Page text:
Up Up Up Basic food pricesBy: JO-MARÉ DUDDY
CONSUMERS will soon have to pick up the tab for a drought in the United States that has wiped out maize crops and driven up prices worldwide.
Namib Mills will increase the prices of mealie meal, wheat flour and pasta by between five and six percent on August 20. The increase might not be the last for this year, Namib Mills managing director Ian Collard warned yesterday. All depends on the final maize harvest figures in the US, and “currently we only receive bad news” as far as the situation is concerned, Collard said.
“We want to warn that further increases are imminent, especially on maize meal. We cannot predict the effect that this will have on wheat price. Our guess is that it will also increase,” he said.
The announcement that basic foods will soon be more expensive follows shortly after the Ministry of Finance said that the poorest in Namibia face higher inflation than the rich.
“This is because the poorest in society spend a higher proportion of their income on food, which has faced high levels of inflation in recent years,” the ministry said in its latest Quarterly Economic Update last week.
Collard yesterday couldn’t say what effect the increase will have on prices charged by shops. Namib Mills sells to wholesalers and retailers, but has no control over how much shops sell mealie meal, wheat flour, pasta or bread for.
Collard did say that, compared to the cost of these products in the rest of world, Namibians are still getting good value for money.
The US is the world’s food basket when it comes to maize, and therefore it is also the “price-maker of the world” when it comes to maize, Collard said.
The US has been hit by its worst drought in five decades, slashing its production estimates for the season from 380 million tons to 320 million tons. The expected shortfall of 60 million tons was softened by the fact that the high price of maize led to less being used for bio-fuels, and the American production shortfall should therefore only be 37 million tons, Collard said.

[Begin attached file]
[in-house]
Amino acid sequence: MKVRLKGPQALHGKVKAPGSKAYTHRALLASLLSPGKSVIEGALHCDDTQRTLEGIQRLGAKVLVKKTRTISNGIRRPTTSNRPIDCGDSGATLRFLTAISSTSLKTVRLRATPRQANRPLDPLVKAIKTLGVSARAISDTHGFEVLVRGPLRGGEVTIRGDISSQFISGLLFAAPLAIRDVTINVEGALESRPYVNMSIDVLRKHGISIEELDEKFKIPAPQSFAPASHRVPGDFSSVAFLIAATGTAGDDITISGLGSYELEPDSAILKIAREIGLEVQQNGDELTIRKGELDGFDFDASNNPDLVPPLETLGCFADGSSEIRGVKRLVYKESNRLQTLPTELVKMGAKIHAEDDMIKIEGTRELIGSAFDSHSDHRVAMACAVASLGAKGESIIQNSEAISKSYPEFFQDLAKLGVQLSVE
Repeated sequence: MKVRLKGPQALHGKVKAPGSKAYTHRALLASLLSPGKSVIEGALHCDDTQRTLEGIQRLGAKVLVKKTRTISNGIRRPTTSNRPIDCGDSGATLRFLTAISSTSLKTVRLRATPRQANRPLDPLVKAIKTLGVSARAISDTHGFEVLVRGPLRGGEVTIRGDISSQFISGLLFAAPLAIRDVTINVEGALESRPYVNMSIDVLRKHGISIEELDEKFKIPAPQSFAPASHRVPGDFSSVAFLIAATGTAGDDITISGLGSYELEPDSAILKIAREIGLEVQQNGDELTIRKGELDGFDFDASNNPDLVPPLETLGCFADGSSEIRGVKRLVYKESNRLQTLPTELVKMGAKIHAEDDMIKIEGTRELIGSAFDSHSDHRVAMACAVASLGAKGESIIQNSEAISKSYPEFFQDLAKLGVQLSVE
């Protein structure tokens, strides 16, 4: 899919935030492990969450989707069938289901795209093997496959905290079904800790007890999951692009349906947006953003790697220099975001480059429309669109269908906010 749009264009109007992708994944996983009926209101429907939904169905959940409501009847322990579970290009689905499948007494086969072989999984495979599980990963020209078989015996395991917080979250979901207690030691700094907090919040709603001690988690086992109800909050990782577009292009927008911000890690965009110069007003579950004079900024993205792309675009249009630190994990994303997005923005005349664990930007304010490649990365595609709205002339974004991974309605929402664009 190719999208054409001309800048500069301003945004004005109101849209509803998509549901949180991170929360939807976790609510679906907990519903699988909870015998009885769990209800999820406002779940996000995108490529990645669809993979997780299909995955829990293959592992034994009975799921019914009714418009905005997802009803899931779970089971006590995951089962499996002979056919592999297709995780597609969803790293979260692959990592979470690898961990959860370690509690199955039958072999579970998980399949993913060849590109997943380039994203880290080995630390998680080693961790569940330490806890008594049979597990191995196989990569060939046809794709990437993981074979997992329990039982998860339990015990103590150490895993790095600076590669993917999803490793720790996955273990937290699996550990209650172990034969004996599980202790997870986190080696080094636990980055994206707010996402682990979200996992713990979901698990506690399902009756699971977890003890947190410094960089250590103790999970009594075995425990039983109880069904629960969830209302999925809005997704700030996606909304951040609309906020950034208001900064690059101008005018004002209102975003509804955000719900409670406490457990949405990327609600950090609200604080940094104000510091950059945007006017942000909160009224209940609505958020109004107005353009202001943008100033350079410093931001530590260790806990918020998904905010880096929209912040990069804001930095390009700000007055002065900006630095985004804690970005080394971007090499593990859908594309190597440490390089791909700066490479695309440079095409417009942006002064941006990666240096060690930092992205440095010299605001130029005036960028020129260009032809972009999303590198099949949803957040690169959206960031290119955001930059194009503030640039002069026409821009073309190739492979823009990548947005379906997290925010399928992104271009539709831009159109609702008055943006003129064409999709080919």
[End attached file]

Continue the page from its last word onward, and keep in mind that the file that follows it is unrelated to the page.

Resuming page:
The shortage has sent international maize prices spiralling. White maize prices on the South African Futures Exchange (Safex), which determines the price in Southern Africa, rose by nearly 30 per cent from the beginning of May, he said.
Although Namibia had a bumper maize crop of 75 000 tons this year, it will need to import 45 000 tons to meet annual consumption.
Collard said Namib Mills has already ensured sufficient maize by entering into fixed supply contracts with South Africa. However, the contracts don’t stipulate a fixed price, leaving Namibia vulnerable to further price hikes.
Although no shortage of wheat is expected worldwide, the price of wheat normally trails that of maize. This is because wheat is used as a substitute for maize in animal feed, Collard said.
The Safex price for wheat has increased by nearly 34 per cent since the beginning of May.
Namibia produces around 15 000 tons of wheat per year, but consumes about 75 000, and will have to import the rest.
Collard said Namibia’s food security is not threatened, as Namib Mills has already procured enough maize and wheat to see the country through to the next harvest. (Also see reports on pages 12 and 13.)